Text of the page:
The consul general of Hungary in New York paid tribute to Rabbi Arthur Schneier of Park East Synagogue on his 80th birthday recently. The rabbi, a native of Vienna, survived the Holocaust as a 15-year-old refugee in Budapest when 600,000 Hungarian Jews perished.
“He could have come away from the Budapest ghetto hating not only the Nazis but the Germans, the Hungarians in general—many of his survivors have,” said Consul General Viktor Polgar.
“But he had come away with the conviction that in order to never allow such horrors to happen there is but one way: to educate, tell the story, impress the morals of history and eliminate the conditions that have created the monster.”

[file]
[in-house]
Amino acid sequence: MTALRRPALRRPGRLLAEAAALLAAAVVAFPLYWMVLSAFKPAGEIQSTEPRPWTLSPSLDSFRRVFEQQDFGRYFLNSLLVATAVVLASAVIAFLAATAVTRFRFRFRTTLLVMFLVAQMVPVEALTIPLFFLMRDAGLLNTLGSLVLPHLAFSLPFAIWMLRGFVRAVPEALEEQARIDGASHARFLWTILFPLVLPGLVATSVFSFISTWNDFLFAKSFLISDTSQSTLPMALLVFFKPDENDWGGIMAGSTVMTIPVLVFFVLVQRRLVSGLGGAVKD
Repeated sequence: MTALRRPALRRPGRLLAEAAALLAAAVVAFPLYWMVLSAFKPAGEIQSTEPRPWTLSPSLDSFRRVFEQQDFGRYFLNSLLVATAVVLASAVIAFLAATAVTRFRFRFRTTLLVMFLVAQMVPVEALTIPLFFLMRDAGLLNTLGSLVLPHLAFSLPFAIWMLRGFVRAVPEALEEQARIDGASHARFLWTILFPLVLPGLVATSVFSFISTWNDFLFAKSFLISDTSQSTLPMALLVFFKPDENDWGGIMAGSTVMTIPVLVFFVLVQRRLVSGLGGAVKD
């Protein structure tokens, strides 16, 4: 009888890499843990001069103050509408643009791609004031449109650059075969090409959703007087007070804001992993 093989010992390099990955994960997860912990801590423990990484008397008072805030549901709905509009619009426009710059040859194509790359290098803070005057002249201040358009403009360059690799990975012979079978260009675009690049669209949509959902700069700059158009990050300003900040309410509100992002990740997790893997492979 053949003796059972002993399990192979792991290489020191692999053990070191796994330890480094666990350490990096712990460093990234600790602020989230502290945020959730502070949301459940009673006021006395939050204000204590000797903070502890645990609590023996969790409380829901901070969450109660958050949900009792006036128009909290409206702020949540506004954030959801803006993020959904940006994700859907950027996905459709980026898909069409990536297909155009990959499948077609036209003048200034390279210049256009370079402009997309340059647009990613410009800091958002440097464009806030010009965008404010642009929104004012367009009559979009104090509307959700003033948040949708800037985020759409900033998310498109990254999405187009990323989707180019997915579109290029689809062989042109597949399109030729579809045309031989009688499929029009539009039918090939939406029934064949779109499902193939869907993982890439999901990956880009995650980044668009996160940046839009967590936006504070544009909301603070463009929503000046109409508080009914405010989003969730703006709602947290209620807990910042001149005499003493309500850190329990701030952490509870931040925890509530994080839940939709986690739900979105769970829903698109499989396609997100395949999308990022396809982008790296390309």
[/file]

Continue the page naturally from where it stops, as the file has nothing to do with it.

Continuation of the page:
Schneier revealed how he overcame the pain of his early years in the Shoah: “You go through life with pain but you don’t get paralyzed by grief. Don’t get stuck in the past. Believe in a better world and help to attain it.”
Schneier is the founding president of the global Appeal of Conscience Foundation. Since 1965 the organization has been promoting brotherhood and understanding among the faiths of the world.
At a recent reception at the consulate general, Polgar presented Schneier with the Commander’s Cross with the Star of the Order of Merit on behalf of the president of Hungary. Among those applauding were Consul Generals Andrey K. Yushmanov of the Russian Federation and Branko Radosevic of the Republic of Serbia.
The rabbi said he faced a dilemma. Does he respond in Hungarian, which is not an easy tongue, or his native German? He spoke in flawless English.
“I’ve worked very hard to lose my Hungarian-German accent. Otherwise I’d be speaking like Henry Kissinger.”
Tim Boxer is editor of 15MinutesMagazine.com.
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